Use this URL to cite or link to this record in EThOS:
Title: Carbide-free bainitic steels for wear and rolling contact fatigue resistant applications
Author: Gola, Adam Marek
ISNI:       0000 0004 7972 9020
Awarding Body: University of Cambridge
Current Institution: University of Cambridge
Date of Award: 2019
Availability of Full Text:
Access from EThOS:
Full text unavailable from EThOS. Please try the link below.
Access from Institution:
Carbide-free bainitic (CFB) steels are one of the novel solutions for applications requiring high strength with increased toughness. In this work, knowledge about the transformation mechanism and its significance for mechanical properties are summarised. The role of carbon, which partitions after displacive growth of bainitic ferrite, is stressed as the main strengthcontributing factor. Alloy design together with the thermomechanical treatment methods are discussed with the aim of achieving optimal mechanical properties for wear resistance and rolling contact fatigue. The idea of using carbide free bainitic steels for these kinds of applications is not new; however, a straightforward relationship between microstructural features and the ultimate performance has yet to be found. It is believed that the retained austenite fraction, size and morphology are closely related to its mechanical stability, which is crucial in affecting its transformation to martensite. To investigate the evolution of the microstructure, multiple tests were conducted on a variety of CFB steels differing in carbon content to replicate the working conditions in real-life applications. Two-step austempering and sub-zero cooling post-treatment were utilized as ways of reducing excess of blocky retained austenite. Microstructural alterations were observed with use of optical and electron microscopy methods, as well as quantified by X-ray diffraction, including a layer-by-layer method developed specially for this work. The research proves the beneficial role of retained austenite for wear resistance, as CFB specimens outperformed martensitic benchmarks of the same initial hardness - measured mass loss was up to 20-25% lower for bainitic samples. Microstructural defects, such as voids and microcracks, generated in CFB by rolling contact fatigue were identified. The presence of coalesced bainite in high carbon specimens was observed - a feat that has not been reported in the literature before.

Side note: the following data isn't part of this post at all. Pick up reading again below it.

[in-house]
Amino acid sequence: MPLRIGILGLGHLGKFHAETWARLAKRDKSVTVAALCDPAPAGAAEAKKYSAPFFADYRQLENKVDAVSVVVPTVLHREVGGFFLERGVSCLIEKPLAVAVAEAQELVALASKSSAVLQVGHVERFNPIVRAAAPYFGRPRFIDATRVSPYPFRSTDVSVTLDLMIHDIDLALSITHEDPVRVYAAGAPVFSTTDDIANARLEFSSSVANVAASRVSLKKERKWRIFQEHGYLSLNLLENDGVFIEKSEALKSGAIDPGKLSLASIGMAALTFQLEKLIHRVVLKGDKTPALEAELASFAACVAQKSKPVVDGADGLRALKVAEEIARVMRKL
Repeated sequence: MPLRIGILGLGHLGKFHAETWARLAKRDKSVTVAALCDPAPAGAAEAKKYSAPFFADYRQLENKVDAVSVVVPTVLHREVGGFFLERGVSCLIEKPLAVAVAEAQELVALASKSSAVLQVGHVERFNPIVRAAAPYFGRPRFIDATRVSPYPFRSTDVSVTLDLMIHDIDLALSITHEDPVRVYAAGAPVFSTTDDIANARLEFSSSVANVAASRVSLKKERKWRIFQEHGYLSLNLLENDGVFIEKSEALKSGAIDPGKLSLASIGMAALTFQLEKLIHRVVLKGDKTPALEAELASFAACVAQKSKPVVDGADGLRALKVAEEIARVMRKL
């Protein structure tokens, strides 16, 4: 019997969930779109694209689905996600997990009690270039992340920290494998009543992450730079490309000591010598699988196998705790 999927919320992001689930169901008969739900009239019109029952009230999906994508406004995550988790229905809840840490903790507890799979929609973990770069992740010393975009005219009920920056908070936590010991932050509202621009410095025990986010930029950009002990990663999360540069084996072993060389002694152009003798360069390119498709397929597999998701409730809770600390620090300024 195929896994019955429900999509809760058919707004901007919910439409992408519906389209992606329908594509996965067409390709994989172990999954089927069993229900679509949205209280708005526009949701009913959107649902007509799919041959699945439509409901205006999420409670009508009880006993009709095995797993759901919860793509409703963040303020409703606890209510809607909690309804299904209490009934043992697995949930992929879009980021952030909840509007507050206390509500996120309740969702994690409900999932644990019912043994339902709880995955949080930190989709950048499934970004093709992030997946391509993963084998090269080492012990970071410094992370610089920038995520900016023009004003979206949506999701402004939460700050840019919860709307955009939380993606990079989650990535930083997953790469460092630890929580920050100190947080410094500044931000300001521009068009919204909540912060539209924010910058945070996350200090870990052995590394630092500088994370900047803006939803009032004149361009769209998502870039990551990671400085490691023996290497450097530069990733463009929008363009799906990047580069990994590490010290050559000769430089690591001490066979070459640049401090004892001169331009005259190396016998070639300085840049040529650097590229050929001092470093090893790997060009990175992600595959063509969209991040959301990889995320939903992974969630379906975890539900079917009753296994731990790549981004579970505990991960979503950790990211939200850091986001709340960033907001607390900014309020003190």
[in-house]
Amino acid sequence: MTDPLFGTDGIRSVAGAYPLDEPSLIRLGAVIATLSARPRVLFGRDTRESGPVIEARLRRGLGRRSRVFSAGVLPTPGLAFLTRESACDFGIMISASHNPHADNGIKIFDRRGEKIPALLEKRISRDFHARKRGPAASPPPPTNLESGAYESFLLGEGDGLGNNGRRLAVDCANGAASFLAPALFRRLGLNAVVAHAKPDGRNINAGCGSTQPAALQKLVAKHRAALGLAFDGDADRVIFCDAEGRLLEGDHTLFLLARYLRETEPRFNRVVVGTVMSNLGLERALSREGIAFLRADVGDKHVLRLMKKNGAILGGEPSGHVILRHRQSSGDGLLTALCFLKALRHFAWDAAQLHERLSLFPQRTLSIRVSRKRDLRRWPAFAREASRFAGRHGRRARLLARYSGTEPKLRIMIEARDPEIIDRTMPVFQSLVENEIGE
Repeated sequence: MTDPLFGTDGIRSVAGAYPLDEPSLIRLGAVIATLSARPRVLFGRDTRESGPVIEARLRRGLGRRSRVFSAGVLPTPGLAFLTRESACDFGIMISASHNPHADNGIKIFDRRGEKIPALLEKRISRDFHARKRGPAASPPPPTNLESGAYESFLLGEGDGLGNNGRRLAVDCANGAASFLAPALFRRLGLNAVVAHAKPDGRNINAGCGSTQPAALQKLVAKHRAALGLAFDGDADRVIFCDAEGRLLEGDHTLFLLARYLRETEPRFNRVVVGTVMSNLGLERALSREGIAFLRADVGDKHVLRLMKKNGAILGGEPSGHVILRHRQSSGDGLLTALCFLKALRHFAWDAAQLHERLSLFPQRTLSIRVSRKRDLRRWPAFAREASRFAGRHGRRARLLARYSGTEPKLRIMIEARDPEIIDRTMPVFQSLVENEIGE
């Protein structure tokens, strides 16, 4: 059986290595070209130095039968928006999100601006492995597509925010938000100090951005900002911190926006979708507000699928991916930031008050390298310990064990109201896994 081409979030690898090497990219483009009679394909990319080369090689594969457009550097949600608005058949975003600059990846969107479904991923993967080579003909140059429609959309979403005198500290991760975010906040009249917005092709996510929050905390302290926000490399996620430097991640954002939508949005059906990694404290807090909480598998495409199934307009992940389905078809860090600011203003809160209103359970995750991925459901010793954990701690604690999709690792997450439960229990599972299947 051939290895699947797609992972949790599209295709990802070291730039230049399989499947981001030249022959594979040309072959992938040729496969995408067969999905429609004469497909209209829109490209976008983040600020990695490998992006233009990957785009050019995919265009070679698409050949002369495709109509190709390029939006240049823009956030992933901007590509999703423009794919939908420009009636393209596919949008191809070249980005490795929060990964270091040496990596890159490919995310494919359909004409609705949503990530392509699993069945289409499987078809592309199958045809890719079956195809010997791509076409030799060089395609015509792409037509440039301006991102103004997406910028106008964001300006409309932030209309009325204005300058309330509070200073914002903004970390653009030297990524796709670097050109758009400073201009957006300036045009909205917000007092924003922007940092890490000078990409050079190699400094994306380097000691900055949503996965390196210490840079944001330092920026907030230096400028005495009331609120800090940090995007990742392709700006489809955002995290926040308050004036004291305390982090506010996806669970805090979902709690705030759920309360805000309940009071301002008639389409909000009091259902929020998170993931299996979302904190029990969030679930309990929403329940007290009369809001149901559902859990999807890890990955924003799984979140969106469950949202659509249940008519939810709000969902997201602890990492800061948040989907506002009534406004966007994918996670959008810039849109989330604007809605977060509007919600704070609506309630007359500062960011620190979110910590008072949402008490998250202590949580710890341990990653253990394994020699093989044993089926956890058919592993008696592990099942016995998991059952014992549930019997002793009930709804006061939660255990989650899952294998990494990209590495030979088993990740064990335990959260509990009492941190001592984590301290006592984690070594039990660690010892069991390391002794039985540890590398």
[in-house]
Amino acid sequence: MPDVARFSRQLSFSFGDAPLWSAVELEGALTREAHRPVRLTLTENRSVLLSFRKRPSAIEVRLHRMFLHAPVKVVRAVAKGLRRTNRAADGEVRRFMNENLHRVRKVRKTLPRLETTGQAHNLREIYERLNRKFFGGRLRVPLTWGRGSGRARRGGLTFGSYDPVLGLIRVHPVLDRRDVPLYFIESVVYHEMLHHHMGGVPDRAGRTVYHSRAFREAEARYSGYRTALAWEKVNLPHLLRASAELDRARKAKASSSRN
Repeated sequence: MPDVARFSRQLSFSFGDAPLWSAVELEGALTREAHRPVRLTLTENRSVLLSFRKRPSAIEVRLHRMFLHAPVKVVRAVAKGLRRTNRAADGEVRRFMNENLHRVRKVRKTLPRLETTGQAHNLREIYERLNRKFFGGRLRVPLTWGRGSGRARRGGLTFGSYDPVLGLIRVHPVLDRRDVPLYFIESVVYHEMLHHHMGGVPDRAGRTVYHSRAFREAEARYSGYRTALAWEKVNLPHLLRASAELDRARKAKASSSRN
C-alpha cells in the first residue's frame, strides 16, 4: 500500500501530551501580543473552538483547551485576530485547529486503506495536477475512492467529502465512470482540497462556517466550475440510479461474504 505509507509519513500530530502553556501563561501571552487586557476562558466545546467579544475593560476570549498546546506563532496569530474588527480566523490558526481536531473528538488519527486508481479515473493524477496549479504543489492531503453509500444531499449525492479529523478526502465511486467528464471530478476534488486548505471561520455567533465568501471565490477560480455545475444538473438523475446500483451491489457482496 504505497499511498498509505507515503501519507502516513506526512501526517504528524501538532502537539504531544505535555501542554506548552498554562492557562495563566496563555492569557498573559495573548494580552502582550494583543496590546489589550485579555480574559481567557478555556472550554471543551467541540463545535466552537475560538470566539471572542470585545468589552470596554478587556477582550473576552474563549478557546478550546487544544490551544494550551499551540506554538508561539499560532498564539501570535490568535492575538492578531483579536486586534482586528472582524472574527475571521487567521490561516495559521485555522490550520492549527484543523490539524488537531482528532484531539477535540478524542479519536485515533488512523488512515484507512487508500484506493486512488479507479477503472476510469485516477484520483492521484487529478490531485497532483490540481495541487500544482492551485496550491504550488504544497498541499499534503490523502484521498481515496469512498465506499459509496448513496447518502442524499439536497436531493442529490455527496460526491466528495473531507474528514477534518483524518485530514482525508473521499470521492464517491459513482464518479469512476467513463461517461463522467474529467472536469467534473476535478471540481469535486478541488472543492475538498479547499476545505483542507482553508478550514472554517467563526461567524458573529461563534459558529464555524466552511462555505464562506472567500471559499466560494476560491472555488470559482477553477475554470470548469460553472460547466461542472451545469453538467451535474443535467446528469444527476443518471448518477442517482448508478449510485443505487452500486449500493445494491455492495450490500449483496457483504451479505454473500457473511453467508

Supervisor: Ooi, Shgh Woei Sponsor: Ovako AB ; SKF AB
Qualification Name: Thesis (Ph.D.) Qualification Level: Doctoral
Keywords: carbide-free bainite ; rolling contact fatigue ; abrasion ; impact ; wear